THE SOUNDS which put Leamington and Warwick on Britain’s musical map over the course of five decades are recounted in new book Fire in the Belly.
It pays homage to the movers and shakers who helped shape genres such as blues, rock and skiffle and three waves of punk as well as the record stores, gigs and venues from 1950 to the turn of the century.
Musical pacesetters included rock and rollers Woody Allen and the Challengers and punk band The Shapes, while the Edgar Broughton Band and punk outfit The Varukers were among the acts who established themselves on the national stage.
Many of the surprising and often bizarre stories from the period are told in print for the first time. Co-authors Jim Layton and Keith Hancock carried out interviews and research to trace the road from Arthur Renton’s antiquarian book, gramophone and music shop, which opened in 1957, to just short of Nizlopi laying claim to Leamington’s first number one single in 2005 with the JCB Song.
Jim said: “The musical landscape in Leamington and Warwick over the 50 years was a place of incredible change and development, from skiffle in the youth clubs in the 1950s through to the complexities of music harnessing world sources and new digital elements in the 1990s.
“Our towns have punched well above their weight in music-making, with national interest coming Leamington’s way in the 1980s and 1990s.”
The towns played host to all manner of musical events, from balls, dances and receptions to a 24-hour ‘jiving marathon’, mini-festivals on the Campion Hills and sometimes raucous ‘Twang and Twist’ rock-pop concerts.
The Edgar Broughton Band – one of John Peel’s favourite live acts – is a name well known to blues and rock fans.
But some of the more off-beat and bizarre episodes from the town’s musical tapestry are also relived, including when co-author Keith’s former band, The Jay Bee Kay Peys, managed to win over an expectant 350-strong crowd who had turned up to see the Bee Gees after a case of mis-advertising.
The Leamington band, who rolled out a few covers, still hold the record for attendance at the Pump Rooms. More rebellious and disruptive times followed with progressive rock in the 1970s – including a performance by heavy metal godfathers Black Sabbath at the Jephson Pavillion in the Jephson Gardens, usually noted for its blooming beds and spa waters, on May 17, 1970.
Even before Ozzy and co took to the stage, the gig attracted controversy for being on a Sunday.
Legend has it Ozzy got his bat-biting idea when the noise and vibration from the band scared river rats who ran across the stage – some as big as a cat.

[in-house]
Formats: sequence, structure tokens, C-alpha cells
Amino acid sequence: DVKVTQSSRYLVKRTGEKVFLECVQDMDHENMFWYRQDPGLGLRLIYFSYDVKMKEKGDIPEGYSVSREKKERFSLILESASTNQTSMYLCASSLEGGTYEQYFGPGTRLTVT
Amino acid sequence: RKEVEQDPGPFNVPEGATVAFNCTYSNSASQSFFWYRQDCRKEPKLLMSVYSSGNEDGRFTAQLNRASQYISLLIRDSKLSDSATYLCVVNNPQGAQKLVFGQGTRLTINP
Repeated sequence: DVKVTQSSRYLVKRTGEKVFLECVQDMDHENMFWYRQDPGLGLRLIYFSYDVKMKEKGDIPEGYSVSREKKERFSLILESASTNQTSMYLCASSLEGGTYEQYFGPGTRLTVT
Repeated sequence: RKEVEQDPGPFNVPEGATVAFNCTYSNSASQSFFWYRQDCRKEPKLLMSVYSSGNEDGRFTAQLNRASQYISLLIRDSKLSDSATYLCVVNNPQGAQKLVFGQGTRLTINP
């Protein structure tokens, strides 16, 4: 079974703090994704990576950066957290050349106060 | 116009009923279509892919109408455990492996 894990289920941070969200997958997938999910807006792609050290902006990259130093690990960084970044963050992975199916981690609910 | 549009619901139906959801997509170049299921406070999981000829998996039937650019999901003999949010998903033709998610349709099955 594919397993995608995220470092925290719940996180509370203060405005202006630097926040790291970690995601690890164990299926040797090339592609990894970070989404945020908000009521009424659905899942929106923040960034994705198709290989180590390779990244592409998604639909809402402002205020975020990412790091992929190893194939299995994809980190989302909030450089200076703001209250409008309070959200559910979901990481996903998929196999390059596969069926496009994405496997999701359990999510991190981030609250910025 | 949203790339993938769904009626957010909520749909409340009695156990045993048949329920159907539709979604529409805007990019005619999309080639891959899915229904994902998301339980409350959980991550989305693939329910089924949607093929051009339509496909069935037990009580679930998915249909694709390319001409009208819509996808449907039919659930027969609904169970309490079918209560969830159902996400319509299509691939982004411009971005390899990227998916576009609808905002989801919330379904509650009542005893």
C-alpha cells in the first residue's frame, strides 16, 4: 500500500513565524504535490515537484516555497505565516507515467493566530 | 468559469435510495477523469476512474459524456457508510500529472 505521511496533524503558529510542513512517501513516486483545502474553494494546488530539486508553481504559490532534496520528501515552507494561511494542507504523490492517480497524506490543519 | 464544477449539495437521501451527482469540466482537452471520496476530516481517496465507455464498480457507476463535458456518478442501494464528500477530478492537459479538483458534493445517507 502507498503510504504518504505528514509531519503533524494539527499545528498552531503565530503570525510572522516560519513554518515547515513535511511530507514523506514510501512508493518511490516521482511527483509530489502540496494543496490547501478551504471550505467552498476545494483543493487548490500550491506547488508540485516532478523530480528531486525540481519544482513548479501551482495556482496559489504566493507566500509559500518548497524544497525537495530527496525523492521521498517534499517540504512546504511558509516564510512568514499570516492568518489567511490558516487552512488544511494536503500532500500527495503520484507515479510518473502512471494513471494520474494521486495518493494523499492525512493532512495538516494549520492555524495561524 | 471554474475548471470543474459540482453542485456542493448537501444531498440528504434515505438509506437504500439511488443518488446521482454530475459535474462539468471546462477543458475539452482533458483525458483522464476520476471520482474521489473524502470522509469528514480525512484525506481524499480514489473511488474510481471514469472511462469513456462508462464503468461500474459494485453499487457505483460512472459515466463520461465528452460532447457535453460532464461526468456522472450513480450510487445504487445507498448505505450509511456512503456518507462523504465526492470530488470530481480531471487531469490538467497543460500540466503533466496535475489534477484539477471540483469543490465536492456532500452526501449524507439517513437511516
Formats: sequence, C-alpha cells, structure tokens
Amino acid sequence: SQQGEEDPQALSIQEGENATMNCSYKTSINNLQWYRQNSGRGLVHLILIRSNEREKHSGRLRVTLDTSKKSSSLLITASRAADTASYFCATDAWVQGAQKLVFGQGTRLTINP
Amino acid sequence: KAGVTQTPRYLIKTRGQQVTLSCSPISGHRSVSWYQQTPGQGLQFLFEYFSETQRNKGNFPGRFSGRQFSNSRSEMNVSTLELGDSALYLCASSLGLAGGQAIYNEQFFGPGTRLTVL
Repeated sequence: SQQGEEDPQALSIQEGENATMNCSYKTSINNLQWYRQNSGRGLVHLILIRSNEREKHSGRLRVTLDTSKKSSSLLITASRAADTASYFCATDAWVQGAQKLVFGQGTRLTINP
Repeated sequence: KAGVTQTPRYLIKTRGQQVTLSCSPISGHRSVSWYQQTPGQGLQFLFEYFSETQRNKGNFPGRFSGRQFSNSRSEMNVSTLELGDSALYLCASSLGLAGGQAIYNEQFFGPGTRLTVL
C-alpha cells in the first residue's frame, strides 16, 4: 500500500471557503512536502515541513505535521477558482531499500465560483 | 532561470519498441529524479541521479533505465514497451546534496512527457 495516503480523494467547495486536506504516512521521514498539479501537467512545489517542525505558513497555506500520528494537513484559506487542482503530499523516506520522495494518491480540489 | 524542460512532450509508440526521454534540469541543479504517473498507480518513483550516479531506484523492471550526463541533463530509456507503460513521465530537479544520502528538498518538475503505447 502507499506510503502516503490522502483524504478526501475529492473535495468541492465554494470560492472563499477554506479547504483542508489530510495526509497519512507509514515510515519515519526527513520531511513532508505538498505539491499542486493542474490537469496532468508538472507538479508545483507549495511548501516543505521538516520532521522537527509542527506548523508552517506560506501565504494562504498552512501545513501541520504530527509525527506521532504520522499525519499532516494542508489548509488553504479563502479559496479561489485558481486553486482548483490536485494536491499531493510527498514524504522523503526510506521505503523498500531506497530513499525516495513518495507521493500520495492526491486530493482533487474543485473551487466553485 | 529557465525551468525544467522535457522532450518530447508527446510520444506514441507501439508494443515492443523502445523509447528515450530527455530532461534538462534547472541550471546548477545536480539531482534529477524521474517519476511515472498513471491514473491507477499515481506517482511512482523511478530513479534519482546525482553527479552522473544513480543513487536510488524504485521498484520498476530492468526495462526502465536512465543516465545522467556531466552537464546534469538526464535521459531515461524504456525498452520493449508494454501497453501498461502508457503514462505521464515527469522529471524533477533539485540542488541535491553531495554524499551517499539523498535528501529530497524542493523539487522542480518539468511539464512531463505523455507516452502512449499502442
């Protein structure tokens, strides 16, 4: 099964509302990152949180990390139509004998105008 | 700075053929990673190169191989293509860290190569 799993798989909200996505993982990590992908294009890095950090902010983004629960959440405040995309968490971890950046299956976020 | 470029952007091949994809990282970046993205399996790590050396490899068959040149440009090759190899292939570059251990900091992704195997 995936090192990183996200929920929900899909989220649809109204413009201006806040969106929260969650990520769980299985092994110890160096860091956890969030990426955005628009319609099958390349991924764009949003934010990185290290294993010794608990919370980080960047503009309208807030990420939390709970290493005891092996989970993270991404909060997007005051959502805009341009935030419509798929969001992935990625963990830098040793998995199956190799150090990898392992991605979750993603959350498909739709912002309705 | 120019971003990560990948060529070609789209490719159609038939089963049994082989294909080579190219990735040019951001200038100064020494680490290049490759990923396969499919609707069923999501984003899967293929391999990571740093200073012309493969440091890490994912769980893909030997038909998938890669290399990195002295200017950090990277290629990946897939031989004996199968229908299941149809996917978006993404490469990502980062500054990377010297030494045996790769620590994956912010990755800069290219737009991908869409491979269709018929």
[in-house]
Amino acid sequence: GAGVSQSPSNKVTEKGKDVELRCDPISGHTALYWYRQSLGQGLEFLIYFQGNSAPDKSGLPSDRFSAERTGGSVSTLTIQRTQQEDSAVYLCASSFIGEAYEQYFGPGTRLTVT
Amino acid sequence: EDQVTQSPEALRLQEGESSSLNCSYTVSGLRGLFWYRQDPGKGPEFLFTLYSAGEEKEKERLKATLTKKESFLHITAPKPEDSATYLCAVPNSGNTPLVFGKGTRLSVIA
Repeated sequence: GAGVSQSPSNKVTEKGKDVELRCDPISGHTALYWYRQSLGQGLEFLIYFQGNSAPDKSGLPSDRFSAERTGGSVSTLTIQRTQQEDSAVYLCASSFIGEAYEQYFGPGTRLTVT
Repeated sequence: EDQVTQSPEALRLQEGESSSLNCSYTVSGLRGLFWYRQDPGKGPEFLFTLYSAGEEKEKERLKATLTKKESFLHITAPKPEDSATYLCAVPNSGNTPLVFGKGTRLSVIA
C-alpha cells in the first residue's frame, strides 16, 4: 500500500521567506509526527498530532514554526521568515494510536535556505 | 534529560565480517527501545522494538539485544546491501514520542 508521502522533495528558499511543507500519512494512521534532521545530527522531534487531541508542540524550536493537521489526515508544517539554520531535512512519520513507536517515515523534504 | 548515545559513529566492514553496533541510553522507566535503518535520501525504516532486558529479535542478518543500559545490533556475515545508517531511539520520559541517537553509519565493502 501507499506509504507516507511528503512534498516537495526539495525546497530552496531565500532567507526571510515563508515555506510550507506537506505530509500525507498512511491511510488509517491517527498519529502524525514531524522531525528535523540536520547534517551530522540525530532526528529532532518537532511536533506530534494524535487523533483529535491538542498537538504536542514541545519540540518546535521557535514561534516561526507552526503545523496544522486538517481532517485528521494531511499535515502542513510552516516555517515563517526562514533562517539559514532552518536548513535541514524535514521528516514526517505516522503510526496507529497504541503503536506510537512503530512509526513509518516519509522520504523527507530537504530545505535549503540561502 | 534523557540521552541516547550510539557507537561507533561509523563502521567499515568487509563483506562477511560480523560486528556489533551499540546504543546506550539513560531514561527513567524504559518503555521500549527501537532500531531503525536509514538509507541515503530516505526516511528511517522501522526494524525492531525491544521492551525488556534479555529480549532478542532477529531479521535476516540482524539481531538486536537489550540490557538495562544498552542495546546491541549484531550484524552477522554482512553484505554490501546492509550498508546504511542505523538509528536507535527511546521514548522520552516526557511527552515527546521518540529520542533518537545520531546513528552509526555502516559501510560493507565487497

Punk’s arrival also upset the genteel order of things, with legendary local band The Shapes among the ‘first wave’ that arrived in the mid-1970s.
The authors go back through the doors of The Crown Hotel in Leamington’s High Street, a place of incredible importance in the evolution of blues and rock music in the town, while also exploring the many pubs, cafes, haunts and characters who contributed to the local music scene.
Keith said: “Over the 50 years there was some massive creativity and innovation from two relatively small towns, and some villages, in the heart of Warwickshire.
“What is striking is not only the enthusiasm and motivation of the musicians but the supportive infrastructure. There are lots of examples where music was enabled by schools and teachers, youth clubs and groups, record and music shops, parental support, musicians’ workshops, readily-available venues, local recording studios and willingness of people, especially the young, to turn out to hear new sounds.
“Despite digital technology and the internet, many of these elements are still around and the town still has some fire in the belly.”
The book is available from the newly-reopened Head music shop in Leamington’s Royal Priors.
Owner Simon Dullenty, who also worked at the former Fopp store, said: “It’s important to have the connection with your local community.
“Leamington has an independent vibe to it and we stock music by local bands so what we plan to do is have a launch day where we have up-and-coming and established artists to play in the store. We’re always trying to support local music. I remember putting Nizlopi on in the old Fopp store 15 years ago. We sold the single before it became a hit so it’s an example of what can happen.”
Head is supporting an ‘alternative sounds’ night featuring local acts including former Specials man Roddy Radiation and Jackdaw with Crowbar at the Zephyr Lounge on September 29.
* Fire in the Belly is available from Head, Kenilworth Books, Warwick Books and Waterstone’s in Leamington. Email [email protected] for further details.